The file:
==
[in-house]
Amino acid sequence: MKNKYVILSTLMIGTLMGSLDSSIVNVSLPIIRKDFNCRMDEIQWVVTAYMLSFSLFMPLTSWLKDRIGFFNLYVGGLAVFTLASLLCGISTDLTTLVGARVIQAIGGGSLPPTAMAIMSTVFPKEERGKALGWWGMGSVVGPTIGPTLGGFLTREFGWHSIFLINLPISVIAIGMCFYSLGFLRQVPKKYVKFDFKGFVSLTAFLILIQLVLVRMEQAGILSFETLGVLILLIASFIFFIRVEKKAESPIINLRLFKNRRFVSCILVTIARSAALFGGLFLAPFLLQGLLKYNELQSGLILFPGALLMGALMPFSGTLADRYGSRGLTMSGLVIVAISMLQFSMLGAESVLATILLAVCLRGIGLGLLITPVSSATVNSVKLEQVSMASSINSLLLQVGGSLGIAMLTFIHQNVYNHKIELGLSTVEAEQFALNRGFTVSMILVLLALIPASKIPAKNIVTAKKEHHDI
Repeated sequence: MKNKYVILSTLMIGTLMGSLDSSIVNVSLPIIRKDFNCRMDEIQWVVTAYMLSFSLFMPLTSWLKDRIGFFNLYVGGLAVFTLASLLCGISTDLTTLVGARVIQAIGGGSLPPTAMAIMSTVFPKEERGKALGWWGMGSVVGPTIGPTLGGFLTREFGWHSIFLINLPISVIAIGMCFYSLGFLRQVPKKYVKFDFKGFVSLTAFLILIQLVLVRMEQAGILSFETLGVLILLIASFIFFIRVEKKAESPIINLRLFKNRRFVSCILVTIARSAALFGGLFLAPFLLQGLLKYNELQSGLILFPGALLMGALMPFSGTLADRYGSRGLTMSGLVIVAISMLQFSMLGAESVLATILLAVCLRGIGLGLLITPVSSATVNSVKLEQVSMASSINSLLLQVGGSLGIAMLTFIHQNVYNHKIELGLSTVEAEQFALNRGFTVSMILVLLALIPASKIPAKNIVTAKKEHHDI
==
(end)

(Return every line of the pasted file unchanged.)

[in-house]
Amino acid sequence: MKNKYVILSTLMIGTLMGSLDSSIVNVSLPIIRKDFNCRMDEIQWVVTAYMLSFSLFMPLTSWLKDRIGFFNLYVGGLAVFTLASLLCGISTDLTTLVGARVIQAIGGGSLPPTAMAIMSTVFPKEERGKALGWWGMGSVVGPTIGPTLGGFLTREFGWHSIFLINLPISVIAIGMCFYSLGFLRQVPKKYVKFDFKGFVSLTAFLILIQLVLVRMEQAGILSFETLGVLILLIASFIFFIRVEKKAESPIINLRLFKNRRFVSCILVTIARSAALFGGLFLAPFLLQGLLKYNELQSGLILFPGALLMGALMPFSGTLADRYGSRGLTMSGLVIVAISMLQFSMLGAESVLATILLAVCLRGIGLGLLITPVSSATVNSVKLEQVSMASSINSLLLQVGGSLGIAMLTFIHQNVYNHKIELGLSTVEAEQFALNRGFTVSMILVLLALIPASKIPAKNIVTAKKEHHDI
Repeated sequence: MKNKYVILSTLMIGTLMGSLDSSIVNVSLPIIRKDFNCRMDEIQWVVTAYMLSFSLFMPLTSWLKDRIGFFNLYVGGLAVFTLASLLCGISTDLTTLVGARVIQAIGGGSLPPTAMAIMSTVFPKEERGKALGWWGMGSVVGPTIGPTLGGFLTREFGWHSIFLINLPISVIAIGMCFYSLGFLRQVPKKYVKFDFKGFVSLTAFLILIQLVLVRMEQAGILSFETLGVLILLIASFIFFIRVEKKAESPIINLRLFKNRRFVSCILVTIARSAALFGGLFLAPFLLQGLLKYNELQSGLILFPGALLMGALMPFSGTLADRYGSRGLTMSGLVIVAISMLQFSMLGAESVLATILLAVCLRGIGLGLLITPVSSATVNSVKLEQVSMASSINSLLLQVGGSLGIAMLTFIHQNVYNHKIELGLSTVEAEQFALNRGFTVSMILVLLALIPASKIPAKNIVTAKKEHHDI